Nassau Legis. Carrie Solages, left, joins local residents, bus activists...

Nassau Legis. Carrie Solages, left, joins local residents, bus activists and NICE Bus officials on one of the maiden trips of the new "Elmont Flexi" service in Elmont on Tuesday, Sept. 6, 2016. Credit: Howard Schnapp

Some bus riders need to plan ahead if they want to take advantage of new bus service that began operating in some Nassau communities Tuesday.

The Nassau Inter-County Express’ new “Elmont Flexi” service made its debut Tuesday, and provided an exclusive ride to Nassau Legis. Carrie Solages (D-Elmont), his staff and local civic activists.

The new service replaces the N2 and N8 buses, which were among several routes NICE eliminated in January in a cost-cutting measure. However, unlike traditional bus routes, the new “Flexi” route, which runs between Elmont and Green Acres mall in Valley Stream, only makes certain stops if a rider calls ahead to request them two hours in advance.

Solages said that while NICE deserves credit for finding a way to restore service in Elmont and the surrounding communities, he had concerns about the new service model, including about reservations not being properly taken, causing some riders to miss their pickups, and about the potential for crowding on the new buses, which are about 35 percent smaller than standard 40-foot-long buses.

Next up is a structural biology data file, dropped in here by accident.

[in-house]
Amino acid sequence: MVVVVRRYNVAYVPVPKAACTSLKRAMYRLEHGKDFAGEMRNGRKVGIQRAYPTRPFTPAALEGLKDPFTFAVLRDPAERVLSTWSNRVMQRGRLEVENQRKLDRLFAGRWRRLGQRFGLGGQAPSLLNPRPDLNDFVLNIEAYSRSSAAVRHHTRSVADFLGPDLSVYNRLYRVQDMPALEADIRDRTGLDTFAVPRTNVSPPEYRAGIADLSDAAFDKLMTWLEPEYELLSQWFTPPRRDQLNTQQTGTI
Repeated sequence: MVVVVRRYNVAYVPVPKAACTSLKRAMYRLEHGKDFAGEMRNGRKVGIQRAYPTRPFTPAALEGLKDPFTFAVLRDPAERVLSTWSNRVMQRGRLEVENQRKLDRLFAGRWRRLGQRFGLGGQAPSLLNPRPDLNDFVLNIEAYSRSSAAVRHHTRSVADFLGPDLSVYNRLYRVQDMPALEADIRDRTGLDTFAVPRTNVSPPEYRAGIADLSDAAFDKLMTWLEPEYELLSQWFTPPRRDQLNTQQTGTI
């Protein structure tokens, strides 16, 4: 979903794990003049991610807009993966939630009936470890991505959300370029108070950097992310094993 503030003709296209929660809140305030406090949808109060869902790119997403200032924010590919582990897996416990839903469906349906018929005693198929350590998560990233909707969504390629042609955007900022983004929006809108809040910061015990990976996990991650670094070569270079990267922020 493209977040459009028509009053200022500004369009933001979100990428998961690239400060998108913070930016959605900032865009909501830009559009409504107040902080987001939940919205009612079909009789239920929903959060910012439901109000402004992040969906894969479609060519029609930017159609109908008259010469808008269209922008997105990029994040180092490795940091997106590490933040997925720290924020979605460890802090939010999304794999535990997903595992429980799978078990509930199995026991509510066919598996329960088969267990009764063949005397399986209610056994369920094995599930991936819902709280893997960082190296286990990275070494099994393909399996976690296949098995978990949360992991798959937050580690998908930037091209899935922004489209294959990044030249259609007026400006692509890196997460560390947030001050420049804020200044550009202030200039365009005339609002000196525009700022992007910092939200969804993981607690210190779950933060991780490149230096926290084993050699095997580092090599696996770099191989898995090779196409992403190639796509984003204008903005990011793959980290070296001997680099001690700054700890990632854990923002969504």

“I have concerns,” said Solages, adding that his constituents raise concerns about bus service issues more than nearly any other topic. “This shows that bus service is an indispensable need that the county has an obligation to provide.”

NICE spokesman Jack Khzouz said the agency valued the feedback of legislators and riders about the new service, which he said is still taking shape. Khzouz said the new service got off to a good start, with customers praising the smaller, more efficient vehicles, and a few “Flexi-stop” reservations being made ahead of the first runs Tuesday.

“We’re very open to adjusting the service as we need to,” said Khzouz, adding that NICE expects to regularly make changes to the route to address demand.

Bus rider Judy Sanford, who joined Solages on the ride Tuesday morning, wasn’t sold on the on-demand bus stop system. When she asked the driver why the bus bypassed Long Island Jewish Valley Stream Hospital, she was told it was a “Flexi-stop” outside of the usual route.

“I think this is going to be very confusing for people,” Sanford said. “How do you arrange a trip to an emergency room with a two-hour notice?”

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